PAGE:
Log in with a social network:
Log in with your username or email:
But gosh, i dind`t even know they had the technology to do it like this at the time! I obvisly have some research to do. great link!
Those things have nothing to do with being lazy/reusing animation.Pixar is infamous for adding in all those small references (such as the various character cameo`s in Boo`s room for Monster`s Inc.) solely for fun.
If you know where to find them, you can also spot Belle and Pumba in the Hunchback of Notre Dame, and the Beast in Aladdin. Like I said before, they`re just little corks for fun.
But anywho. You`ll notice (as I think it`s been stated once before) that Disney most often was forced to reuse animation in many instances where either they ran out of time to animate a certain piece [such as the ballroom dance in Beauty and the Beast] or when they ran into a situation where they were far too over-budget [as with Robin Hood] and had to cut afew corners due to financial issues.
they used alot of stuff in "finding nemo"the car from toy storythe buzz lightyear dollthe mobile from monsters inc...
and was that a FREANCH song from snow white?i think they used the same dance in cinderella toobaisically all the white princesses dance that wayi havent seen aladdin in a while, but im pretty sure she never wheres a dress
Lol, I agree with you videogamer.
But yeah. Never actually saw a nice clip montage of it before, but these throwbacks have been compared plenty of times with screenshots. :3Old news to me, but fun to watch none-the-less.
The cost of animating these films is ridiculous so would it hurt to save a little money? Honestly, would a child really notice these similarities if they weren`t side by side? Or even if they WERE side by side?
Very interesting, & I agree with White Wolfos- not exactly "lazy".
i watched the extras on the fox and the hound dvd and this useless piece of trivia has never been useful... till now :-D
Pixar > All
I want to watch an old Disney movie now...
Idk about Opera though (if I remember right, that`s what they Wii uses).
I actually appreciate that they take from their own roots (even subtly) to make sure that their style remains Disney after about 70 years of making feature films, with about 55 years of pure hand animation.
Just to put hand animation into perspective, for a 90 minute feature, at 24 frames per second, it amounts to 129,600 frames. Granted, Disney mainly did cel animation (where a painted transparency is placed atop a background), but that`s still a nontrivial amount of work, even for a decent sized staff.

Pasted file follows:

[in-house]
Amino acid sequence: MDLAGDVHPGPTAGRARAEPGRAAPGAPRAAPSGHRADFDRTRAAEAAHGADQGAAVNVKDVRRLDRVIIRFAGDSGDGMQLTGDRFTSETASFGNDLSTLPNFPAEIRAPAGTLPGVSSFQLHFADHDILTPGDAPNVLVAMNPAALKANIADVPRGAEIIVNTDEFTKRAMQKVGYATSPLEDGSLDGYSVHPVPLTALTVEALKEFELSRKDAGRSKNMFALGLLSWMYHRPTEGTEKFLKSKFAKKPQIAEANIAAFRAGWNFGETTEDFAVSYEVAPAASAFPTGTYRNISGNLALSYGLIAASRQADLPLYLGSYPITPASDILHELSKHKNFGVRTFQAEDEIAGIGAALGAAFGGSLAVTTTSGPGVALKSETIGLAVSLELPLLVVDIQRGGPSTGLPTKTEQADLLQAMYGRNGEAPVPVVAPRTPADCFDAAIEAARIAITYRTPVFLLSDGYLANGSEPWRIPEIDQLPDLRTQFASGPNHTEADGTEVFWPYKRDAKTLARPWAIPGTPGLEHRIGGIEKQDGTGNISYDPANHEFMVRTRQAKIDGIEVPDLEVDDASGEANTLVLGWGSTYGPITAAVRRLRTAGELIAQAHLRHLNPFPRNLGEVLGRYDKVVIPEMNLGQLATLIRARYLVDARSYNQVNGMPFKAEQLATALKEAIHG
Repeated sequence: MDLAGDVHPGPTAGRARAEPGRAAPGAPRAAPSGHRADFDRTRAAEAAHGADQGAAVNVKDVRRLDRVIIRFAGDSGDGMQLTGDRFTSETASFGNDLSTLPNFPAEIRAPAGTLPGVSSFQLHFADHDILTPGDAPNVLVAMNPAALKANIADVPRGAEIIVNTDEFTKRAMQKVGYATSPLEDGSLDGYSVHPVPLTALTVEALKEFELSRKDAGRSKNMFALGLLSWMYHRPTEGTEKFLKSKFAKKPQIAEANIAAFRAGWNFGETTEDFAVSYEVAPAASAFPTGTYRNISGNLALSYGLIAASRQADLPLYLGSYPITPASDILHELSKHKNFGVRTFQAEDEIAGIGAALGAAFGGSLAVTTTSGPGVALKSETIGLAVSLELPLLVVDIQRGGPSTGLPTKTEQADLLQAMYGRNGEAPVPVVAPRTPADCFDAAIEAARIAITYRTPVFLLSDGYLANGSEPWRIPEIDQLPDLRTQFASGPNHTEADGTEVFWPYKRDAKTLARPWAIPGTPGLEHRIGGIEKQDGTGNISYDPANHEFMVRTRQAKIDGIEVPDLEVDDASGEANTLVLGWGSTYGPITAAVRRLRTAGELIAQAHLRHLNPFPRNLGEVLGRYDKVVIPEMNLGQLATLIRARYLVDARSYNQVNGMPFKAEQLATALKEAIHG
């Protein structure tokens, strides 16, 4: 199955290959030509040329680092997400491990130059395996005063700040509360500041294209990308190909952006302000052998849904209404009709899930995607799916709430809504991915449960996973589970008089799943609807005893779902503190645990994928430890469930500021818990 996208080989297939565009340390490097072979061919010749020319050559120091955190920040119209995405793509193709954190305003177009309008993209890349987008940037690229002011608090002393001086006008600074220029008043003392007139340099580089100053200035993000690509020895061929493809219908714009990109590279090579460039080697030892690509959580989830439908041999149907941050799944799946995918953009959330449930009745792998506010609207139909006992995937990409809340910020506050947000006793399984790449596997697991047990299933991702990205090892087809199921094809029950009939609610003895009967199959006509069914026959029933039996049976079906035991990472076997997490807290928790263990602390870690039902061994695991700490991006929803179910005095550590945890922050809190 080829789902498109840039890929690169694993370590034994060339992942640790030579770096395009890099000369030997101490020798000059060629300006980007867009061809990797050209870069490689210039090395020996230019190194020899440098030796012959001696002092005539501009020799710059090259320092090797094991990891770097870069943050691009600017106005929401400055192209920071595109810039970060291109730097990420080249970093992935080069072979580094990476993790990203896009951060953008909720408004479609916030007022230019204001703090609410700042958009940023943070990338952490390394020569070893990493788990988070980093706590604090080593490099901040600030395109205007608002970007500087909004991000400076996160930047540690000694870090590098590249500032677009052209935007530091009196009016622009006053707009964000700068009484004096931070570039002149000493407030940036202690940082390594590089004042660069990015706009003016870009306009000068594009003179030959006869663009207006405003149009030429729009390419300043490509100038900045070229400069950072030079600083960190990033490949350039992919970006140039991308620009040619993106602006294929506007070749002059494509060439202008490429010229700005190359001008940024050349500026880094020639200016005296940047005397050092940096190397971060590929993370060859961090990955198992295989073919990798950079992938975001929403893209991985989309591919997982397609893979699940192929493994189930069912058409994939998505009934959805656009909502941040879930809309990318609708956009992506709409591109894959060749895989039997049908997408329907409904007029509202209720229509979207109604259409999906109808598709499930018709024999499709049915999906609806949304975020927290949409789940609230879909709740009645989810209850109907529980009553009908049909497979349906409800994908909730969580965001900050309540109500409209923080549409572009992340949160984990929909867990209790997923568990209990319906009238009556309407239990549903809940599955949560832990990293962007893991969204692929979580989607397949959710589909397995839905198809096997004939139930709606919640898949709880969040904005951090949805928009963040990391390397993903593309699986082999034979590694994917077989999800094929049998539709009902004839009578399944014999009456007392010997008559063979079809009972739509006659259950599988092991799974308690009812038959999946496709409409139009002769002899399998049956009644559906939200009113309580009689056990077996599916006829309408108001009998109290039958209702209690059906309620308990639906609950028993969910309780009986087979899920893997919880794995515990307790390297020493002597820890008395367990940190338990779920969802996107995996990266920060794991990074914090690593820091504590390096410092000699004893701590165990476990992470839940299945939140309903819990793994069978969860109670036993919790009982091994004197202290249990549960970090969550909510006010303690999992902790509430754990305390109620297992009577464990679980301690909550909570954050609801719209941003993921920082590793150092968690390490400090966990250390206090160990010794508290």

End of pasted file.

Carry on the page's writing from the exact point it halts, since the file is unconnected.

Thank you. I have learned my useless fact of the day.
Here`s another tidbit of information: the song at the beginning of robin hood (the disney one shown, of course) was taken, sped up, and re-named the hamster dance song! :D
These pieces of live-action test footage were probably just reused.
I seriously don`t blame them.Besides, like someone said; it`s the motions, not the actual art that`s recycled. They still had to draw it out a gazillion times. Think about it, most movies are done at 24 frames per second. All of the frames are done by hand. Multiply 24 seconds by however long a movie is... That`s a lot of drawings.
They deserve to recycle.
and corkex. they draw roughly a frame every second or two, ship them off to somewhere in china. where the frames are `filled` by more or less fine arts sweatshops(but they still cost a lot)
anywhoo, this vid was quite interesting, i never noticed that
the funny part, which I don`t have sound so I don`t know if its mentioned, the voice of little john and baloo is the same guy, as well as the voice of the girl aristocat and maid marian. phil harris (baloo/little john) is also in the aristocats.
I`ll also piggy back off kharrut`s response, the whole individual cell drawing takes a LOT of time, and they were spitting out movies 2 times a year in some cases.
USFEmogirl-you also have to keep in mind that the majority of these films that have copied scenes are the older disney movies, made within the first few decades of animation. Every individual cell was handdrawn, whereas now computers are used for alot of the work. Notice how the newer generation of Disney movies weren`t featured, like the Lion King, Aladdin, Pocahontas, Mulan, etc. Production teams have more time and technology to use on more original drawings. The only `new` Disney film shown was Beauty and the Beast, and the dance scene was only copied due to a time crunch. I don`t think profits really had any substantial influence.
"Today, Edwin Catmull serves as president of the combined Disney-Pixar animation studios, and John Lasseter serves as the studios` Chief Creative Officer. Catmull reports to Robert Iger as well as Walt Disney Studios chairman Dick Cook. Lasseter, who has greenlight authority on all new films, also reports to Iger as well as consulting with Roy Disney."
Wikipedia is always right.
oh and Opie - pixar = pure AWESOMENESS!